"It was also there that I found my creativity and sobriety were very much linked.

"I was working much better than I ever had been."

Once on the outside, Mr Bollom started working at a seaside cafe - and pieced back his life together with the help from fellow ex-addicts at weekly meetings.

He said: "It was great to have that support and go through it with people who have also hit rock bottom put picked themselves up.

"What I have learned from these meetings is that we are flawed.

"We are all capable making dreadful decisions and we don't consider how much these ripples can expand out and how dangerous simple choices can be.

"One thing it has taught me is to think about your actions and behaviour and make the right decision.

"And as regrettable as the events are, I do think that they saved my life."

He told the committee his still is passionate about teaching - and that was something which would never leave him.

"Whatever the decision the committee makes today I am not going to want to stop teaching," he added.

"I am never going to stop teaching, it's just a question of whether I can do it in a formal way.

"I love showing people how to be creative, that's really what inspires me.

"Not a day goes by that I don't regret the choices I've made.

"But I genuinely feel I have learned from them and I've still got a lot to offer."

Mr Bollom, who had no prior criminal record, also said the "small amount" of drugs he had been caught with were for personal use.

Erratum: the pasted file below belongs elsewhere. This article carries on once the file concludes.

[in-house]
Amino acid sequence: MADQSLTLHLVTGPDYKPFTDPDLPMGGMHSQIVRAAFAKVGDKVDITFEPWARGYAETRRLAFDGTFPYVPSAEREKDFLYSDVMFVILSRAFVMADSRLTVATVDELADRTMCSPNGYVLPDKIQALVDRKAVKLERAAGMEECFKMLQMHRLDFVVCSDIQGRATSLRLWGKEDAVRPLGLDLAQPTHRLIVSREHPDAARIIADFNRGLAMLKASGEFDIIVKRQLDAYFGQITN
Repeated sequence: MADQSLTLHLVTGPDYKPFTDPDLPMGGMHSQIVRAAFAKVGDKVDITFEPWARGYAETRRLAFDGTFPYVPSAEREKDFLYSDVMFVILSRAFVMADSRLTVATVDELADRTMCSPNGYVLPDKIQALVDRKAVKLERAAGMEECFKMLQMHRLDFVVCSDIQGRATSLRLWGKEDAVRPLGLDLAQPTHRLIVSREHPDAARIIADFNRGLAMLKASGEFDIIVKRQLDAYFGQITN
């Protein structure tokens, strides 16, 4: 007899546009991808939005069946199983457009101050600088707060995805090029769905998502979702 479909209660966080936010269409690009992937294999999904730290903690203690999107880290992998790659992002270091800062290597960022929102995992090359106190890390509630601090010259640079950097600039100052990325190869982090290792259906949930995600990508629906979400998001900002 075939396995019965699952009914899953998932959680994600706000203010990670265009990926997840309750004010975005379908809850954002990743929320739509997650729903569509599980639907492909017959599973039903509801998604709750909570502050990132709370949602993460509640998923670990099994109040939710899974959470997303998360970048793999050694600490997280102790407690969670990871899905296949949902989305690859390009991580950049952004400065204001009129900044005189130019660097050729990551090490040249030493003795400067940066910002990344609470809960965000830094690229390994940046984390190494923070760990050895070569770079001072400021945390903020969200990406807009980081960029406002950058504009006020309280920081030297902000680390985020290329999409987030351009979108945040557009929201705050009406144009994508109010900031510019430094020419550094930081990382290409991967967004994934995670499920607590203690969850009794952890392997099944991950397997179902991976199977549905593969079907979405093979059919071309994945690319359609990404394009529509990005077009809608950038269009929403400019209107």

However, despite the committee accepting Mr Bollom had shown "genuine remorse" and "insight" into his actions, a three-person panel chaired by Tracy Jones still imposed the ultimate sanction and struck the registrant off.

Mr Bollom was told the decision was "not to punish him for a second time" but to "protect pupils" and "maintain confidence in the teaching profession".

The hearing was also told teachers should "at all times present themselves as role models to pupils".

Other punishments the panel could have imposed included an official reprimand, a conditional registration order as well as a suspension.

The GTCW's decision means will Mr Bollom will be banned from teaching for a minimum of two years. Once that period has elapsed, he can apply for reinstatement.

The registrant has 28 days in which to appeal against the decision.

Looking visibly upset as he left the Parc Hotel, where today's hearing took place, Mr Bollom declined to comment on the verdict.

Comments (1)

Please log in to enable comment sorting

1:02pm Fri 9 May 14

LUSTARD says...

nope
nope LUSTARD
  • Score: 1
Post a comment

Remember you are personally responsible for what you post on this site and must abide by our site terms. Do not post anything that is false, abusive or malicious. If you wish to complain, please use the ‘report this post’ link.

click2find

About cookies

We want you to enjoy your visit to our website. That's why we use cookies to enhance your experience. By staying on our website you agree to our use of cookies. Find out more about the cookies we use.

I agree